But, maybe green isn’t your favored hue. Maybe you prefer something bright, but with a more traditional feel to it? Nike has you covered.
Of course, that’s the boot of Mr. Wayne Rooney. Don’t let his constant foot troubles bother you, though. I’m sure the shoe won’t invite the same effect upon your feet.
When it comes to solid colors, Puma is bringing up the rear but does give me an option should I choose to go a different direction with my new boots. The Wicked Witch of the East would be proud.
Diadora has also gotten in on the act, offering up a classic version of their boot in green, blue, white and red.
But, solid colors are quickly becoming a thing of the past, you squares. Why settle for one colorant when you can have two? Or three? Or four?
Umbro, whose biggest soccer apparel contribution over the years has been those checkered shorts from the early 90’s (and maybe the England kit), have quietly been making mind-boggling advancements in mutli-color boot technology.
For beginners, the X Boot III offers customers a pair of snow white boots with their choice of colors (cleverly shaped like the letter ‘X’) such as green.
But for more serious color enthusiasts who demand more from their absorbed and reflected light, Umbro has the Revolution X II. It’s marketed as “unlike any boot you’ve ever seen“, which thankfully, is quite true.
That’s right, each boot is a different color. For those of you who have trouble remembering which shoe goes on which foot, the left is red and the blue is right. Both are highlighted with gold along the front, so you know it’s classy.
But, maybe you’re not ready for that level of complete awesomeness. That’s alright, as it’s important to know your limitations. Umbro offers a less complicated version, which is to say both shoes are the same color – bright gold.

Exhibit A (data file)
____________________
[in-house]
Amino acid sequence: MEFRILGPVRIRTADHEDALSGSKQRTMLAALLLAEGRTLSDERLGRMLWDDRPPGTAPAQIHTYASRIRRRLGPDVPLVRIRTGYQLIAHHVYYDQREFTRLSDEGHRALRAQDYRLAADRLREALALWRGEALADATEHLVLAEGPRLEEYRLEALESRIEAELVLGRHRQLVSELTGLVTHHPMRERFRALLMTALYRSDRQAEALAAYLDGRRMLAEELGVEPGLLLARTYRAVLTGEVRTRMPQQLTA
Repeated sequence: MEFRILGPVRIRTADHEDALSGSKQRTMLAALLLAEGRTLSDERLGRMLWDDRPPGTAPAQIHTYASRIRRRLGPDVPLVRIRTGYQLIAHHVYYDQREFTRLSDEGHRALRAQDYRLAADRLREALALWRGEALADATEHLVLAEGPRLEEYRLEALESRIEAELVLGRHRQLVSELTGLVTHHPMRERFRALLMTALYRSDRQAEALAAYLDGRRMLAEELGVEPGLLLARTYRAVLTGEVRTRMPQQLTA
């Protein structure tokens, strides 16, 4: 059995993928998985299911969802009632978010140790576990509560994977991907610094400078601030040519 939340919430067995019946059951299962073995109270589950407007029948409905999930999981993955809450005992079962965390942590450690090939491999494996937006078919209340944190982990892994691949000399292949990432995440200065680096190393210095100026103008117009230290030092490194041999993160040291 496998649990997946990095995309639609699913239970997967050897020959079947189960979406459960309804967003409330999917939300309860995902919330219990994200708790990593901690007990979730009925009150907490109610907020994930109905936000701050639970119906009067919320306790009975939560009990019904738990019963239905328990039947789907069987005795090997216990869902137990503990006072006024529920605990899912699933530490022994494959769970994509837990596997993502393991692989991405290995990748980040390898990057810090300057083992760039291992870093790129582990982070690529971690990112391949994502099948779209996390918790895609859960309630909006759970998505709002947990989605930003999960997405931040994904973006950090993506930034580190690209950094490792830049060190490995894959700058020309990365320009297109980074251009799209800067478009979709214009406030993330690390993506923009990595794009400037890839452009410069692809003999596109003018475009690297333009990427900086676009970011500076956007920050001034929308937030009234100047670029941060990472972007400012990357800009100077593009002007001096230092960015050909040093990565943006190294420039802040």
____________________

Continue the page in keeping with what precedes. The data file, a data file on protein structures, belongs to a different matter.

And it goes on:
You can also own a similiar pattern in blue, which are the same pair of boots worn by John Terry. No doubt, the referee will be very impressed with your footwear as you and your teammates are swarming him in protest after a perfectly legitimate call.
Joma, a lesser known manufactor, is trying to make headway into the business by copying its better known competitors. Point in case, their white/red ‘Numero 10’ (available in white/blue and white/black also) which include the spirit of the X Boot III with a asymmetic twist.
I find it odd, in a market dominated by adidas, Puma, Diadora, Nike, Reebok and Umbro, that the second-tier brands blindly continue to follow their leads. Manufactors such as Joma, Kelme, A-Line, Brine, Nomis and Lotto shouldn’t be battling for slivers of market share by offering comparable boots in the exact same price ranges. Instead, they should be undercutting the established brands by offering their boots at a lower price point.
Why am I going to buy a pair of kangaroo leather boots for $130 from A-Line when I can get the same material in a boot with a more reliable reputation, such as adidas?
There is a whole legion of discerning adult consumers out there who play recreational soccer and crave quality boots at an affordable cost. Quite frankly, most of us think the lower priced boots (such as the crappy no-touch $50 adidas Predators) are a joke and not even worth the money. It would seem to me that the likes of Joma and Nomis could create a lovely niche market for themselves if they were to offer top-quality kangaroo leather boots at $75, which would rank themselves as far superior to the full-grain alternatives offered by the big boys in the same price range.
Kelme and Lotto and their cousins are never going to make much headway into the market by following adidas’ and Nike’s business plans. It’s time for these companies to think smart and scale back their prices. They’ll certainly sell a lot more boots to offset the lost profit once word gets out that these high-quality boots can be had for significantly less moolah.
But I digress…
Oh, ladies, don’t think I forgot about you. Puma is now offering something for the slightly more delicate palate…
Actually, I think I just found my newest pair of boots.